But, do you have Kinokuniya in Melbourne? It does have its place — and I love their stationery!

      • Well, Sue, I don’t mean to offend anybody with my thoughts about the chains, but honestly, the ones I’ve come across here have been a disappointment. Let’s just say that their idea of literary fiction (Jodi Piccoult) and mine, is different LOL.
        I’ve never heard of Kinokuniya … maybe it’s here, but it’s keeping a low profile if it is!

        • You know me, I was teasing a little … but it is a bit of a case of individual shops in chains sometimes being managed by knowledgeable people and having young people, like my daughter, preferring to work there as a part-time job than in hospitality. Their literary fiction range, and their range in less populist non-fiction, is more limited I agree … but they have a place, I think.

          As for Kinokuniya, if they’re not in Melbourne, do check out the big store opposite Town Hall in Sydney (next time you get there, of course!). It’s an international chain, out of Japan.

          It’s a truly wonderful store. It has one of the biggest, best literary criticism sections I’ve seen, for example. It has a wonderful range of translated fiction. It tends to offer depth in authors rather than just their latest. And so on.

        • Oh does she Matt? Has she left NLA? I saw her there a little while ago. When I first saw her there (at the beginning of this year I think) she said she was still doing online Daltons. Is she still doing that?

          You could say hello to her for me, except she doesn’t know me by name I think. I know her name of course from her Collins days, but to her I’m just one of the customers who keeps running into her at different places!

  4. Great post Sue- I knew it would be of course. Thanks for the honorary mention. Collins still exists BTW, we have one here. I think Kinokuniya only has the one Sydney shop, I’m not aware of any others at least.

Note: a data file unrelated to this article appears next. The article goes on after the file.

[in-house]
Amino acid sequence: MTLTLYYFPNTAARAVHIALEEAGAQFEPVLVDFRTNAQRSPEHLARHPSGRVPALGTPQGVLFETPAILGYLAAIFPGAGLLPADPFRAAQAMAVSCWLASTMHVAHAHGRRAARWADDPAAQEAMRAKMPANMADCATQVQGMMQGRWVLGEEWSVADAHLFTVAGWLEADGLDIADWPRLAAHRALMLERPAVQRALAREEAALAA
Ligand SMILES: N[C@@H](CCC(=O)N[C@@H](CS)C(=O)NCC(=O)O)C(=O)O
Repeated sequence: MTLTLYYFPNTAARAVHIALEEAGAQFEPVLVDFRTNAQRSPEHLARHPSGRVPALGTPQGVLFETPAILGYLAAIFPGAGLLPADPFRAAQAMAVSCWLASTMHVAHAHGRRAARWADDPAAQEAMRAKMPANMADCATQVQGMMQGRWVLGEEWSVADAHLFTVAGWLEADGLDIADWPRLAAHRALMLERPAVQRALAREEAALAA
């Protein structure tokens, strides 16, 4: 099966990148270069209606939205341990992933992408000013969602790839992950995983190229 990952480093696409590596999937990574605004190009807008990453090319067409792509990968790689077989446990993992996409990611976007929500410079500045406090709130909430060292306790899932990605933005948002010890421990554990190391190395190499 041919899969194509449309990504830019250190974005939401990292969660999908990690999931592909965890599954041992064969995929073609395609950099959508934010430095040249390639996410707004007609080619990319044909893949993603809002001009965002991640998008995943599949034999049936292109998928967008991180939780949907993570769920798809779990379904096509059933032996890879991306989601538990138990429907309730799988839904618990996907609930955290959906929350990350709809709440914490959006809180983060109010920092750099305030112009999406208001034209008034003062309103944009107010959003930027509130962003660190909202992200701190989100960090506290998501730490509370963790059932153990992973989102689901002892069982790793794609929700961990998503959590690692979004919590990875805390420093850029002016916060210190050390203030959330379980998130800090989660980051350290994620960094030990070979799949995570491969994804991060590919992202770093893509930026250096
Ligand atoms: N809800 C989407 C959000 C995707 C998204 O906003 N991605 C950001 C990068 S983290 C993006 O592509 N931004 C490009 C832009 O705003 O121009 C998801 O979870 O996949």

• Thanks Louise … that’s good to hear about Collins. I wasn’t sure whether it still existed in some places. There are no more in Canberra; we have only one Dymocks now (where we once had at least three).

      Oh, and you’re welcome re the honorary mention!

  5. I intended to go on Aug 11 but didn’t as other things came up.

    While I find exactly what I’m looking for when I go to an internet bookshop (well most of the time–some books just can’t be had)I often am directed to books I didn’t know existed.

    While there’s still nothing better than hanging out in a bookshop, I avoid the big chains due to the noise and the crumbs. Being “surrounded by other book lovers” is to me, a negative.

    • I can’t understand why you didn’t make the effort Guy … A weekend jaunt to Australia would have been jut the thing!

      I agree, though, that serendipity can work online too … And more dangerously. So easy to click away while sitting in bed on a cold rainy day!

  6. Reader’s Feast did close and reopen, which was good news as they are an excellent bookstore. The favourite I purchased was “Mockingbird” by Walter Tevis. I also found his first novel “The Hustler” at the same bookshop for the same price. I’ve never read it, though a film was made of it back in the 1960s, starring Paul Newman.

    • Thanks, Anne … funny how one reader’s favourite author, another reader has never heard of, though I have a vague feeling you have mentioned “Mockingbird” before. I know the film “The Hustler” but like you didn’t know the book, which is not surprising I suppose since I’m not familiar with Tevis!

  7. Hardly anyone has heard of Walter Tevis these days, though three of his novels were made into films in the 60s and 70s. “Mockingbird” remains my favourite as I recently reread it for the umpteenth time, and loved it as much as ever. I wrote a review of it on my blog the previous last time I read it.